• Similarly to mean solar time, every location on Earth has its own local sidereal time (LST), depending on the longitude of the point. Since it is not feasible to publish tables for every longitude, astronomical tables make use of Greenwich sidereal time (GST), which is sidereal time on the IERS Reference Meridian, less precisely called the Greenwich, or prime meridian.

  • Beginning in the 1970s the radio astronomy methods Very Long Baseline Interferometry (VLBI) and pulsar timing overtook optical instruments for the most precise astrometry. This led to the determination of UT1 (mean solar time at 0° longitude) using VLBI, a new measure of the rotation of the Earth named Earth Rotation Angle, and new definitions of sidereal time. These changes were put into practice on 1 January 2003.


Bad news for asteroid mining

Planetary Resources, the asteroid mining company will be auctioning off hundreds of items ranging from CNC machines tools to folding chairs.

  • Planetary Resources was founded 2012,

  • Larry Page, Eric Schmidt, Ross Perot Jr. and Charles Simonyi. big backers

  • Arkyd-3R (SpaceX crs-6) and Arkyd-6A isro, scouting out near-Earth asteroids for valuable resources.

NASA is awarding $44 million to six commercial partners to support “tipping-point” technologies that range from lunar landing capabilities to in-space refueling and spacecraft servicing

  • Blue Origin, the space venture that was founded by Amazon billionaire Jeff Bezos and is headquartered in Kent, Wash., will receive $13 million to support its Blue Moon lunar lander program.


Commercial Crew

NASA introduced to the world on Friday the first U.S. astronauts who will fly on American-made, commercial spacecraft to and from the International Space Station

Boeing Orbital Flight Test (uncrewed): late 2018 / early 2019

Boeing Crew Flight Test (crewed): mid-2019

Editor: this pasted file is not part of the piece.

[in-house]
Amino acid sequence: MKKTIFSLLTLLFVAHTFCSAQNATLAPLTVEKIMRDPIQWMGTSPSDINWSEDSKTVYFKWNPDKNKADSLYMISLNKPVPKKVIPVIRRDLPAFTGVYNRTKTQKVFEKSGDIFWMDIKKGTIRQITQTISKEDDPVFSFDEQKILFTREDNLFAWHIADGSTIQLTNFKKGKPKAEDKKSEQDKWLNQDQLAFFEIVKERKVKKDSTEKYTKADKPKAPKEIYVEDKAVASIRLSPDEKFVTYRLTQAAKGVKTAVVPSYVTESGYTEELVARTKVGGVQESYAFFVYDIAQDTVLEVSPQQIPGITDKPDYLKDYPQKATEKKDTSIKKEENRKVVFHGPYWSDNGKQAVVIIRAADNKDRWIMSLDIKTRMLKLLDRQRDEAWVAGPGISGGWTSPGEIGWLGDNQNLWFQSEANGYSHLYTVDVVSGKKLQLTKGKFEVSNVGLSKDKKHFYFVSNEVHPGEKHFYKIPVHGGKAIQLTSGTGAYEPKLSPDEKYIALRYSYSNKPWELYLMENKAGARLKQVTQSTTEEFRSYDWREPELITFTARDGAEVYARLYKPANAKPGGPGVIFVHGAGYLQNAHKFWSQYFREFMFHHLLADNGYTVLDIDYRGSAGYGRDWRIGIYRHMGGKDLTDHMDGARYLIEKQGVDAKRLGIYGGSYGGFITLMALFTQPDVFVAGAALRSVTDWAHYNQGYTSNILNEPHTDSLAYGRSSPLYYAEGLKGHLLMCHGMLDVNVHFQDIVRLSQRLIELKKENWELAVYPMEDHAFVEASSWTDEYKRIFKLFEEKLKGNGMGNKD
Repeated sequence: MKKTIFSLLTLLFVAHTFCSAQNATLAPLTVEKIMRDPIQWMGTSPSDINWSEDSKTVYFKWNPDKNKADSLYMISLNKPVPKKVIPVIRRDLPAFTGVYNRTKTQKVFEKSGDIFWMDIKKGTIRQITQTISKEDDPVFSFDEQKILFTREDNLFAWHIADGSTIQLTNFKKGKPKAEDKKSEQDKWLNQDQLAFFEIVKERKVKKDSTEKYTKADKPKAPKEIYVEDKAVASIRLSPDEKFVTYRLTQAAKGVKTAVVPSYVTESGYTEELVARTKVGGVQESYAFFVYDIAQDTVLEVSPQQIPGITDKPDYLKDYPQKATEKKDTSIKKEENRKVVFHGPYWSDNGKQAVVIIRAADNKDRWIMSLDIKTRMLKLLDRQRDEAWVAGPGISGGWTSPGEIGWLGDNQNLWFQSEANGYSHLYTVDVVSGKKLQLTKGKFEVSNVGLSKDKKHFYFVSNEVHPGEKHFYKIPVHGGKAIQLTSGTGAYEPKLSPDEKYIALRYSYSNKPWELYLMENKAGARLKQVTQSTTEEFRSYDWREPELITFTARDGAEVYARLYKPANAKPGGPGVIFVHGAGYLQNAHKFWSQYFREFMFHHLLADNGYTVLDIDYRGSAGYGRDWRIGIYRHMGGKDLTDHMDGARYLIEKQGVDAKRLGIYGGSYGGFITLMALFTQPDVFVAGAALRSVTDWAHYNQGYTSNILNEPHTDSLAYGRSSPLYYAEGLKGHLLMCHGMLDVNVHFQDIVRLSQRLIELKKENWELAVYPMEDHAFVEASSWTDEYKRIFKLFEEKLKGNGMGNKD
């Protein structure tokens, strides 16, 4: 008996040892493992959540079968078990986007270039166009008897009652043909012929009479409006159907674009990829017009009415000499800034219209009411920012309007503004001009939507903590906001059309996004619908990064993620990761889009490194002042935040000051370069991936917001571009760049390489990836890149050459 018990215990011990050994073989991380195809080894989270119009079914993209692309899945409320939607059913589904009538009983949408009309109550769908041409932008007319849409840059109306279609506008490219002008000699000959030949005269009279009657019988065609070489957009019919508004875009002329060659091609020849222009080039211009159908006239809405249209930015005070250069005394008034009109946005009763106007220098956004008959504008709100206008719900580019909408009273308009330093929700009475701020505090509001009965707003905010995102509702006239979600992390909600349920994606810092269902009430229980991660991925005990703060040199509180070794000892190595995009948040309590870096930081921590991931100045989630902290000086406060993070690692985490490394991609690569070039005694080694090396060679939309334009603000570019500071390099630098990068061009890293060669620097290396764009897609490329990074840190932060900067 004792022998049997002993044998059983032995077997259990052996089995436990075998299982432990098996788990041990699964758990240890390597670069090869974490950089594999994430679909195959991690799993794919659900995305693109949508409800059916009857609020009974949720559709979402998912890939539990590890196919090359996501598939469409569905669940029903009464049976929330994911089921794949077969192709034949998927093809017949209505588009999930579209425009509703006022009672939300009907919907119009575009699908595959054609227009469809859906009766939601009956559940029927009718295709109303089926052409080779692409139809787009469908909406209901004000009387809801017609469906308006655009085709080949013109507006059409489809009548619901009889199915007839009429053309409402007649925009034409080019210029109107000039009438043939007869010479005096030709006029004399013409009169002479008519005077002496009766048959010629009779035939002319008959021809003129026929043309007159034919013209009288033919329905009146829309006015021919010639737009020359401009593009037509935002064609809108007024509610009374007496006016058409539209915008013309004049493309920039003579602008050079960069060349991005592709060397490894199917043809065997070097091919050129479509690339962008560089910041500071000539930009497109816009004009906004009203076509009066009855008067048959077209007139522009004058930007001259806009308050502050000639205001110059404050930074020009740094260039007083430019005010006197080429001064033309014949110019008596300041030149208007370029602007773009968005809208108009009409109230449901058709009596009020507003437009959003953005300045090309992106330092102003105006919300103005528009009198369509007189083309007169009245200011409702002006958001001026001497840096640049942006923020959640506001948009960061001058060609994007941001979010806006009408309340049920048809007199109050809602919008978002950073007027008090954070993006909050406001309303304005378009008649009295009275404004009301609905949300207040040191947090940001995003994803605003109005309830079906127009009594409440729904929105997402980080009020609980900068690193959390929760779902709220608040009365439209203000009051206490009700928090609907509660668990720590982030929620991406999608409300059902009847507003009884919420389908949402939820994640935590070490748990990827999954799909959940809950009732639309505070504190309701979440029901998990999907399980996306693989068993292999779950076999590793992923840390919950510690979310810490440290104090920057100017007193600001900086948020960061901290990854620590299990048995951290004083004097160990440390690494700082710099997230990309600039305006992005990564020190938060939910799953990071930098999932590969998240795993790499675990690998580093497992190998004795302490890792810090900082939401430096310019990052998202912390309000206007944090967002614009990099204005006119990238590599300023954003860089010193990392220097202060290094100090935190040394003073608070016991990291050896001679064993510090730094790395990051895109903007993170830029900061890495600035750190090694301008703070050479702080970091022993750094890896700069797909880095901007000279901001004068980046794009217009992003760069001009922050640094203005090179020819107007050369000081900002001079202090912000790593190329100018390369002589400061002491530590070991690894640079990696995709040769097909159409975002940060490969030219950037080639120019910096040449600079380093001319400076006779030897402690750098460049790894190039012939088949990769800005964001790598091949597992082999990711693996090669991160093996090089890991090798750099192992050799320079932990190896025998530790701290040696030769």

SpaceX Demo-1 (uncrewed): November 2018

  • Since accident SpaceX has worked to upgrade the COPVs composite overwrap pressure vessels, not yet flown and may not until the Demo-1 flight. NASA wants to see seven successful flights of Falcon 9 rockets with the upgraded COPVs before the first crew mission.

  • That should not be too difficult for SpaceX, which now has a cadence of roughly two launches per month, to demonstrate.

SpaceX Demo-2 (crewed): April 2019

Starliner Test Flight Astronauts

  • Eric Boe piloted space shuttle Endeavour for the STS-126 mission and Discovery on its final flight, STS-133.

  • Christopher Ferguson piloted space shuttle Atlantis for STS-115, and commanded shuttle Endeavour on STS-126 and Atlantis for the final flight of the Space Shuttle Program, STS-135.

  • Nicole Aunapu Mann F-18 test pilot selected as an astronaut in 2013. This will be her first trip to space.

Crew Dragon Test Flight Astronauts

  • Robert Behnken flew aboard space shuttle Endeavour twice, for the STS-123 and STS-130 missions, during which he performed six spacewalks

  • Douglas Hurley piloted space shuttle Endeavor for STS-127 and Atlantis for STS-135, the final space shuttle mission.